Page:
Before he moved in we used to go out as a trio for weekends or just for a drink. It was during one of these weekends, when Ted and I had been out for a drink, on our return Joe was going on about the girls that he had met and how they thought he sounded like an American. This really came from his Irish accent that mixed with his London accent did have a passing resemblance to an American. The outcome of this little scenario was that we had a bet that we could chat up a couple of girls by making out that we too were Americans. Joe agreed to buy us a meal if we succeeded, I should point out that at the time both Ted and I were both sporting crew-cut hair styles so we were halfway there. We decided that we would go up to the West End for the evening and try it out. We chose the next Saturday to put this game into operation. We both dressed as best as we could in terms of what we thought was the American style, we then took the van and headed off towards the bright lights. Having never done this before we needed to test it out on someone before we tried to use it as our chat-up line. Who better than a policeman to try it on, so the first one that we met was in the Strand. I leaned out of the window and asked for directions to Trafalgar Square, emphasising the ‘Traffaaalgar’ as the Americans do. We tried this approach a few times just to see if it would work every time. I am glad to say that it did. We arrived at the old Covent Garden and we saw 2 girls walking along, we stopped and had a brief conversation with them, asking about various places that they knew and might be of interest to us. We parted company with them but only drove around the block after a few minutes, to meet up with them again. They seemed quite enthusiastic about showing us around so we set off for a sightseeing tour of London. (remember our arrangements about choosing the girls, well it was Ted’s turn but unfortunately for him, I had the nice one sitting next to me and Ted had the other on his lap, much to his annoyance.) We had a great time travelling around but I had to remember not to know where we were going, there were a few times when I only just remembered not to go until directed by our hosts. The outcome of the evening was that we were invited back for coffee to their flat in Pimlico. When we arrived there I stayed in the van with my partner whilst Ted went in with his to make coffee. It was whilst I sat outside I explained to her our plan because I could not keep it going any longer. She took it in good heart but as we went back in she asked not to say anything right away, she wanted to string her friend and Ted along a little longer. The look on their faces when we both burst out laughing as they carried on the conversation as if we were Americans. The other girl was now trying to talk like us. We won our bet and at a later date Joe met the girls and paid for a meal with good grace. We did put this ruse in to practise another time when Ted and I took off for Land’s End one weekend. We left on the Friday and arrived in the early hours of Saturday. We slept in the back of the van, when we awoke we had something to eat and had a look round. It was a bit later when we met up with Jean and Eileen, who were from Manchester. They were down for a few days and were going back on the Sunday so we spent most of the time with them until they were ready to leave. We left at the same time as they did and we followed their coach for some way until we had to turn off and head towards London. They were quite tearful as they waved goodbye from the back of the coach, having persuaded two old dears to change seats with them. We arrived back home on the Sunday and a few days later we got a number of cards from both of them telling us how wonderful we 'Americans' were. We wrote to them and said that we might visit sometime in the future. A few weeks later we decided to go away for the weekend, this time taking Joe along. We had thought to go to Manchester to see Jean and Eileen so that’s what we did. We arrived in the early hours of Saturday morning and slept in the van on a piece of waste ground more or less next door to where Jean lived. We called in to see her about 10 o’clock. She was still in her night-clothes and there was a mad panic when we heard her mother call up the stairs, “those 2 Americans, George and Eddie are down here to see you” I should mention that Ted had changed his name to Eddie as he thought it was more ‘American’. We were invited in and met all the family, about 15 minutes later Jean came down suitably dressed and somewhat embarrassed by all the fuss. We managed to get a girl for Joe and then the trio went to the cinema with them to see It’s a Hard Day’s Night with the Beatles. We had a great time with them and it was sad to leave, but we had to get back home. Don’t forget we were still using the American accent and by this time it was getting pretty problematic trying not to speak with our normal accent. They were a little put out when we told them of our game but they accepted it in good faith. We did meet with them a couple of times but the distance was too great for anything to come of it. They wrote for a little while but eventually it ceased.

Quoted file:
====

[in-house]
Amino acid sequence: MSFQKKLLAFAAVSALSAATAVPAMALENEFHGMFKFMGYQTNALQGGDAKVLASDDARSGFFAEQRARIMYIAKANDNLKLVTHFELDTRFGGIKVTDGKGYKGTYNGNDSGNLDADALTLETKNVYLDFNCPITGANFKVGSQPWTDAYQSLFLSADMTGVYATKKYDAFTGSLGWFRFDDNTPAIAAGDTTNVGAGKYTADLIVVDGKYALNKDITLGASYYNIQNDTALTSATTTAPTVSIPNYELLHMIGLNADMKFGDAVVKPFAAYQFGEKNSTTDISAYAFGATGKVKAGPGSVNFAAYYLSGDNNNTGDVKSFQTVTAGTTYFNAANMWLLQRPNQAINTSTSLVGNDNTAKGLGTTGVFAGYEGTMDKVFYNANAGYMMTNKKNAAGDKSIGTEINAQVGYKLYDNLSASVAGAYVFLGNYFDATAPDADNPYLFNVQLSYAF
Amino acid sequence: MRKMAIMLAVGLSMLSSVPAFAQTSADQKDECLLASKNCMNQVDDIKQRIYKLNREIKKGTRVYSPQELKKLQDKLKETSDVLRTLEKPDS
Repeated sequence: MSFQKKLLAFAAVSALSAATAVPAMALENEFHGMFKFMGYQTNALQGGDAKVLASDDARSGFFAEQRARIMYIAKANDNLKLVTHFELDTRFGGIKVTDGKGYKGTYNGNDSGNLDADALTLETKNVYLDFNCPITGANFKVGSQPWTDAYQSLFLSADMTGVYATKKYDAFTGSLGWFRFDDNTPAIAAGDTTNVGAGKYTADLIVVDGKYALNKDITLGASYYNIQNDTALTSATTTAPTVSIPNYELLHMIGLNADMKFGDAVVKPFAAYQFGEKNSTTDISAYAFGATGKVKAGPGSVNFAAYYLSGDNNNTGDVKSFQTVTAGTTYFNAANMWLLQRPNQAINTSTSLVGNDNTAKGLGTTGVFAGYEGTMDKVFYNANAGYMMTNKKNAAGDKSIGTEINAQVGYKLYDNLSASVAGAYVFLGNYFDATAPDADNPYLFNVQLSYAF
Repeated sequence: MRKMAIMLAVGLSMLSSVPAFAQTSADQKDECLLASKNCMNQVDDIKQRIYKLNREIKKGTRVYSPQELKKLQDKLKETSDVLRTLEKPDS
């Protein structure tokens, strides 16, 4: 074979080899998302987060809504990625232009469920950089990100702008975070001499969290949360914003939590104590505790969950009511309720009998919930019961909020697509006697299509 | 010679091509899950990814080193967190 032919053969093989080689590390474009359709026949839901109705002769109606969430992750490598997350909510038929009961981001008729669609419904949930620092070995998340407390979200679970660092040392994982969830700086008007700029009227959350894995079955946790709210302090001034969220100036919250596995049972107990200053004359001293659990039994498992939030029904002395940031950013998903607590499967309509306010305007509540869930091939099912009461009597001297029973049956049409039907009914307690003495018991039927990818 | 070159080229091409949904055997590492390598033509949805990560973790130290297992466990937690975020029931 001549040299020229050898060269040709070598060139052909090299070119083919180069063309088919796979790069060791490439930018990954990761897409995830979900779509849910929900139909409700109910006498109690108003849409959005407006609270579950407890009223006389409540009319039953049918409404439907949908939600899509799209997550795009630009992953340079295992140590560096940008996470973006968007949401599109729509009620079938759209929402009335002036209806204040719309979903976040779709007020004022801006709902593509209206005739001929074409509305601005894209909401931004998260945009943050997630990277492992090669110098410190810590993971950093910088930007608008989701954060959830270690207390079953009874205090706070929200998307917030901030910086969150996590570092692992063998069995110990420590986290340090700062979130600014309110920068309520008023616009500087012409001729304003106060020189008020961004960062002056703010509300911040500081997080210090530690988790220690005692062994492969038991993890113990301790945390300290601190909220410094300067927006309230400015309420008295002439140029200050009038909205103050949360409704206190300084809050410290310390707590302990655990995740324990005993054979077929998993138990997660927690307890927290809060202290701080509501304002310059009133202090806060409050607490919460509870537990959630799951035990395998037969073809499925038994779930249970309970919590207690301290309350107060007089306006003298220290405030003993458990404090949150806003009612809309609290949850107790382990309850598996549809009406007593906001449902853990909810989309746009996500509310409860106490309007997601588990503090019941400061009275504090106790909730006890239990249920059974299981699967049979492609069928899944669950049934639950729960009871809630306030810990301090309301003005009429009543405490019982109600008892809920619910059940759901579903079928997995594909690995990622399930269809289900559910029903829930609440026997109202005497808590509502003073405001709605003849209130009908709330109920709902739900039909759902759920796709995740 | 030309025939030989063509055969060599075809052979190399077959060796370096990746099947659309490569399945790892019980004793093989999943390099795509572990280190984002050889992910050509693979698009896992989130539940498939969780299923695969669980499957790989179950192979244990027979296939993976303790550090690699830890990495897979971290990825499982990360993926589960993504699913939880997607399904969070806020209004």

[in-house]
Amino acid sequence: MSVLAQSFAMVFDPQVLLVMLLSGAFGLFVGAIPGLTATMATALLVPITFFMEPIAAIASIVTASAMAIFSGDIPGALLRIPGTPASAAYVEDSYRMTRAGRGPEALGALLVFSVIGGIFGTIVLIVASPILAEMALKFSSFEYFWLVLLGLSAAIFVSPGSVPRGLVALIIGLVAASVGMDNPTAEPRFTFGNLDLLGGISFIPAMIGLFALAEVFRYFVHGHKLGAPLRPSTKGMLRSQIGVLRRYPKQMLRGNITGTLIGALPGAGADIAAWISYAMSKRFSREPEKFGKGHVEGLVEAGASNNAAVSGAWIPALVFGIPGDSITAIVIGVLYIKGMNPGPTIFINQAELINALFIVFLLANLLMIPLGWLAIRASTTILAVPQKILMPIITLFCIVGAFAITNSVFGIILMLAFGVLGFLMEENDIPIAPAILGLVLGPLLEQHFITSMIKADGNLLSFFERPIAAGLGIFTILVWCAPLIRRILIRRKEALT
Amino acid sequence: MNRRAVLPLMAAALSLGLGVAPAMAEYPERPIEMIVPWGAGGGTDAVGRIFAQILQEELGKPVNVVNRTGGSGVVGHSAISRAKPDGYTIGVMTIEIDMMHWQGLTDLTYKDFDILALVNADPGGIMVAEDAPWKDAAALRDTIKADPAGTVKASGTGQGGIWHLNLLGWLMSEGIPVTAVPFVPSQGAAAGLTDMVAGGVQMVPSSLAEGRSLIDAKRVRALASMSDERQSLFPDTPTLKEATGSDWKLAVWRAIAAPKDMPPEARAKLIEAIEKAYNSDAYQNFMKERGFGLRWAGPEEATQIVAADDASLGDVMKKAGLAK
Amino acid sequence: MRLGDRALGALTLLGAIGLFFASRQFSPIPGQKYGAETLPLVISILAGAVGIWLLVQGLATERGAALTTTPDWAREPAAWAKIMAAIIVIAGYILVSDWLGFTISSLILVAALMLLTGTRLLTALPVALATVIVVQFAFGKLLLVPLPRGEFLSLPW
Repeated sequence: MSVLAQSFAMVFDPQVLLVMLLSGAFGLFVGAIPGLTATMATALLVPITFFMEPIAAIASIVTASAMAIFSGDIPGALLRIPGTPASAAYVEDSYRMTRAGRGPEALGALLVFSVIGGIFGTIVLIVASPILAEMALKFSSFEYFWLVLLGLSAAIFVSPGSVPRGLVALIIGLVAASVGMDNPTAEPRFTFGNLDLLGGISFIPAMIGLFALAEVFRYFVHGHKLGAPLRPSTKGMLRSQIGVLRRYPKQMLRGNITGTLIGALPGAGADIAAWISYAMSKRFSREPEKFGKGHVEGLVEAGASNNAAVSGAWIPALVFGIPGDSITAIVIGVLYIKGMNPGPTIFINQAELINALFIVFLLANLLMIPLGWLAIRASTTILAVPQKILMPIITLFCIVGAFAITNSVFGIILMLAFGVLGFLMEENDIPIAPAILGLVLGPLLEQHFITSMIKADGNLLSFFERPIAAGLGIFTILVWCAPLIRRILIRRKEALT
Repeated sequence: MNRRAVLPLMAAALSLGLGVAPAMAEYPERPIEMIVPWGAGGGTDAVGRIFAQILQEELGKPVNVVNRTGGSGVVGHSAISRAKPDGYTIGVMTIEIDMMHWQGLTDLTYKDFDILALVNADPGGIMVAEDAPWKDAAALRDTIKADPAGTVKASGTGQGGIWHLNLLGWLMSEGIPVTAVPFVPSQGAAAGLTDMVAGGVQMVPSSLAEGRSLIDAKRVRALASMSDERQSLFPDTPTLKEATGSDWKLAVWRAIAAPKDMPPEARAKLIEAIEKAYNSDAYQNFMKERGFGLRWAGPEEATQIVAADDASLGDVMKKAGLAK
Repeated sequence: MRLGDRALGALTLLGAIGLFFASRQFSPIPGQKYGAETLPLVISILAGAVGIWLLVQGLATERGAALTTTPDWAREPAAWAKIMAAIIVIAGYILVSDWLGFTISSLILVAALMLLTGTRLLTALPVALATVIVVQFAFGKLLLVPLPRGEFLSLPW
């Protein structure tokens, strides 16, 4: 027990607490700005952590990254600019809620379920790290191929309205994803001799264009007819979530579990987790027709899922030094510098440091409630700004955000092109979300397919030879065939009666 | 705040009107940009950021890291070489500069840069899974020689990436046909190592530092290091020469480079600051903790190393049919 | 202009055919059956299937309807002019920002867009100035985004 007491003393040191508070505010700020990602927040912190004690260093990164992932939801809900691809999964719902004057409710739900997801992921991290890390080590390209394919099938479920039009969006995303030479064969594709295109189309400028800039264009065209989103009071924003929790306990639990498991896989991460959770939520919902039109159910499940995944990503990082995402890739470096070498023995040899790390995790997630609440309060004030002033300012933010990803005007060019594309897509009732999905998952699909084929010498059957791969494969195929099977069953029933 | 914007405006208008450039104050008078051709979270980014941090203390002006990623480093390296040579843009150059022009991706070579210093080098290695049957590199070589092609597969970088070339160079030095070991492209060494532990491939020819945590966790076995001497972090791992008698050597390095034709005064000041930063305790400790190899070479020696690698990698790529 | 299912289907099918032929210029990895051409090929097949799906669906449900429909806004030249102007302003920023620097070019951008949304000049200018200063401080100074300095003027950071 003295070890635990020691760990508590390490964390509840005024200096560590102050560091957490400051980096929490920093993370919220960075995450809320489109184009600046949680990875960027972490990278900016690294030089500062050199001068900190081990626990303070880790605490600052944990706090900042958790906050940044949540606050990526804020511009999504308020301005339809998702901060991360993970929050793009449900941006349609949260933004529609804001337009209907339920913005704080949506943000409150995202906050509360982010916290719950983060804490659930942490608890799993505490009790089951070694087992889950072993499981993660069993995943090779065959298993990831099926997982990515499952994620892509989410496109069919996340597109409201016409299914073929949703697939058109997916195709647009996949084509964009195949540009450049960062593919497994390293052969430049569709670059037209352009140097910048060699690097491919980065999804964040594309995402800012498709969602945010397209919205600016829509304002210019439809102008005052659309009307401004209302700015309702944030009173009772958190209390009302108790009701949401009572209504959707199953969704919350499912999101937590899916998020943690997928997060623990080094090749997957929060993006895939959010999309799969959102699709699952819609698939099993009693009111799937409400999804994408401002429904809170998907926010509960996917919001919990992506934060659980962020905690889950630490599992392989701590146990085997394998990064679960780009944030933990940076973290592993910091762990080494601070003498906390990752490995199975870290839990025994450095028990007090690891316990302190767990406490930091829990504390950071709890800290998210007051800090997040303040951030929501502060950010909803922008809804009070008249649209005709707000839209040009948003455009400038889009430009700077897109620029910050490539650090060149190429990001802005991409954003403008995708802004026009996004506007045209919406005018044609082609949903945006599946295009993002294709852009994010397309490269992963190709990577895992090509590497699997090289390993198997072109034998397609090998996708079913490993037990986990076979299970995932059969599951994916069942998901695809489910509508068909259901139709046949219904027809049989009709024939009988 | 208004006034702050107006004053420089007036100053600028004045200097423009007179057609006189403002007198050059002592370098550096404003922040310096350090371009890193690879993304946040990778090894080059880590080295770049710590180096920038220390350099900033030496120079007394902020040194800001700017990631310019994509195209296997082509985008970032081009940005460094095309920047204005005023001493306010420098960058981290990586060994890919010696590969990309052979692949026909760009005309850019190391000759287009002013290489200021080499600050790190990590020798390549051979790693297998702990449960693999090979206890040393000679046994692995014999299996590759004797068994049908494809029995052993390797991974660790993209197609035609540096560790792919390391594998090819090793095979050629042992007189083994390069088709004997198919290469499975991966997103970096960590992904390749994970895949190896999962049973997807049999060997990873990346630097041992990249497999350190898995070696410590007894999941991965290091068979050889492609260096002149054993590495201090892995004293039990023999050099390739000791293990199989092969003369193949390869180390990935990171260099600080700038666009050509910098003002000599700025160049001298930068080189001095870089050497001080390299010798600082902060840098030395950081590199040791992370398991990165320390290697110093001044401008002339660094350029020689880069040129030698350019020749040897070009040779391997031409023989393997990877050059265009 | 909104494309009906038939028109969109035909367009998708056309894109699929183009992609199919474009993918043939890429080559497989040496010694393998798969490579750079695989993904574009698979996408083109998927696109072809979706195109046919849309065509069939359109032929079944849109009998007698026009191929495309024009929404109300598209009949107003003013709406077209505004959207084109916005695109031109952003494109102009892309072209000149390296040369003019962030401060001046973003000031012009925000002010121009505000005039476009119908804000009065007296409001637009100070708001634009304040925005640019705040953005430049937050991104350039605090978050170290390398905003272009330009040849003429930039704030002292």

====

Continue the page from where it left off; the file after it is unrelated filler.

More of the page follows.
Back to the family